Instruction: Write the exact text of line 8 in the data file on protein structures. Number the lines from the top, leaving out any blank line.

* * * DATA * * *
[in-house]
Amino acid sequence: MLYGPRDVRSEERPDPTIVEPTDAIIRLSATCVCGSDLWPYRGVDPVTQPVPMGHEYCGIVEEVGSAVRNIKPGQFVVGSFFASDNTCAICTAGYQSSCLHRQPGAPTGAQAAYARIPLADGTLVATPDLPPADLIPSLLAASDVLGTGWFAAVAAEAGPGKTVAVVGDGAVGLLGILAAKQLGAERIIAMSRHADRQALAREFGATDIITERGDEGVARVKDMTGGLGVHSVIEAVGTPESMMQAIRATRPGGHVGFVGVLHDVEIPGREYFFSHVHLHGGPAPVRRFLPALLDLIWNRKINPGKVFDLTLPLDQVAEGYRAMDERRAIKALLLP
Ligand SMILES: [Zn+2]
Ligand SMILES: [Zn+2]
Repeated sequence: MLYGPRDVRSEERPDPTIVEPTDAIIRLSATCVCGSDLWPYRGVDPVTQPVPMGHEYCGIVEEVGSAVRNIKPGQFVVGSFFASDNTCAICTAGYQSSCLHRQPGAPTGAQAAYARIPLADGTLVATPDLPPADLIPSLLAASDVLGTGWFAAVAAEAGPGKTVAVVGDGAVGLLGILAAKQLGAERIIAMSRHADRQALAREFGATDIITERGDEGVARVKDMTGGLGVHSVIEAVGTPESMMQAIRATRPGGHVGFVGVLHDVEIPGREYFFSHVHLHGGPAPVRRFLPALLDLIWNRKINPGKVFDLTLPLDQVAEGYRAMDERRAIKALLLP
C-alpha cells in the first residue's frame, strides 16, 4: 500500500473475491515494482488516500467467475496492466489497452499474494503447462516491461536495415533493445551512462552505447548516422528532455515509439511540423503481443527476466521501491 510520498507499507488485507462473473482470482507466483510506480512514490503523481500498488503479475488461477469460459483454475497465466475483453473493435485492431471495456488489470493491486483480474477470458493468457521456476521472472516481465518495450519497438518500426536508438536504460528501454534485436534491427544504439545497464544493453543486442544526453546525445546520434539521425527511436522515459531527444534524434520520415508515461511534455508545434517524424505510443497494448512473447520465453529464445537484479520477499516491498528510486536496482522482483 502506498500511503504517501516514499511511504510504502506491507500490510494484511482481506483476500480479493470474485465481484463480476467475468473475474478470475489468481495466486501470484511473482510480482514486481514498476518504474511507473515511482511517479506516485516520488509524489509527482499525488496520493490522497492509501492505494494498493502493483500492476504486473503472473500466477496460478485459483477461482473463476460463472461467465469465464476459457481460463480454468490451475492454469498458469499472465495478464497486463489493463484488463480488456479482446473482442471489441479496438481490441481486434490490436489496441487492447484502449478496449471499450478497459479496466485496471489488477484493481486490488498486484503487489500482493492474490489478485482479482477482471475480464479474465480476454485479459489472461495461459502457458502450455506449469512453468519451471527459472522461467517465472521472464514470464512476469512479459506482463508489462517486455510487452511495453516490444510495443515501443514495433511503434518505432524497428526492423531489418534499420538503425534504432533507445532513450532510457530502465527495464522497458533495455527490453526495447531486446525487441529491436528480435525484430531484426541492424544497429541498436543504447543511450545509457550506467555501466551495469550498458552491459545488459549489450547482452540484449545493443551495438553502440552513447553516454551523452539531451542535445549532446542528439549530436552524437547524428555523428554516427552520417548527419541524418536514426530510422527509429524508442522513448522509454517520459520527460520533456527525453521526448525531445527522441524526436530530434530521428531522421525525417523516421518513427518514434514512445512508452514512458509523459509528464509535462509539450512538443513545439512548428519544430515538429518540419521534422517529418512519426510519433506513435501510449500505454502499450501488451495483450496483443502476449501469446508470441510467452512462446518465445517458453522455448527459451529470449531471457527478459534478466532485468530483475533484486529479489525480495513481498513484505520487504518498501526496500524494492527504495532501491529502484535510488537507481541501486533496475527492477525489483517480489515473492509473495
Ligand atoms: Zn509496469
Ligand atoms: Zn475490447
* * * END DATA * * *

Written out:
Ligand atoms: Zn475490447